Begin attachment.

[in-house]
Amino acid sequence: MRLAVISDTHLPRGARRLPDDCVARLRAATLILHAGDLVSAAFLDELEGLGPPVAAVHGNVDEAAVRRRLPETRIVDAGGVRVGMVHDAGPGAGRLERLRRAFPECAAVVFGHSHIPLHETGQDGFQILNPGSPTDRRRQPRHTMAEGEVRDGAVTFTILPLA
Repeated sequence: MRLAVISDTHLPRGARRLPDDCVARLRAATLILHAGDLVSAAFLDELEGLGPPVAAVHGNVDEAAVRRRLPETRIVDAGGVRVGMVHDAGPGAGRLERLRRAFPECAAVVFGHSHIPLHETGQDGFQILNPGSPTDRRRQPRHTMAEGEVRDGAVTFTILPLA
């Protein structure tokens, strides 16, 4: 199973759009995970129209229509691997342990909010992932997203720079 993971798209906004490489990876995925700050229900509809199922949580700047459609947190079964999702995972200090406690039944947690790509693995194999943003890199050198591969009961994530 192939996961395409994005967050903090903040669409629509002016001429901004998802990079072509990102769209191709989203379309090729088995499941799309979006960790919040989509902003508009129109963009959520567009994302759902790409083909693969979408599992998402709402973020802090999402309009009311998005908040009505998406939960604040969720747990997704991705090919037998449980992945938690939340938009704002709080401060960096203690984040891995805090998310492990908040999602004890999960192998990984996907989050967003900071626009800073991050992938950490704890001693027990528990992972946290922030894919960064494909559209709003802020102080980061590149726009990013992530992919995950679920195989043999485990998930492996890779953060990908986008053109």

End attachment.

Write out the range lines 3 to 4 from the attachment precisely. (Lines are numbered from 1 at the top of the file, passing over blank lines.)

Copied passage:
Repeated sequence: MRLAVISDTHLPRGARRLPDDCVARLRAATLILHAGDLVSAAFLDELEGLGPPVAAVHGNVDEAAVRRRLPETRIVDAGGVRVGMVHDAGPGAGRLERLRRAFPECAAVVFGHSHIPLHETGQDGFQILNPGSPTDRRRQPRHTMAEGEVRDGAVTFTILPLA
């Protein structure tokens, strides 16, 4: 199973759009995970129209229509691997342990909010992932997203720079 993971798209906004490489990876995925700050229900509809199922949580700047459609947190079964999702995972200090406690039944947690790509693995194999943003890199050198591969009961994530 192939996961395409994005967050903090903040669409629509002016001429901004998802990079072509990102769209191709989203379309090729088995499941799309979006960790919040989509902003508009129109963009959520567009994302759902790409083909693969979408599992998402709402973020802090999402309009009311998005908040009505998406939960604040969720747990997704991705090919037998449980992945938690939340938009704002709080401060960096203690984040891995805090998310492990908040999602004890999960192998990984996907989050967003900071626009800073991050992938950490704890001693027990528990992972946290922030894919960064494909559209709003802020102080980061590149726009990013992530992919995950679920195989043999485990998930492996890779953060990908986008053109």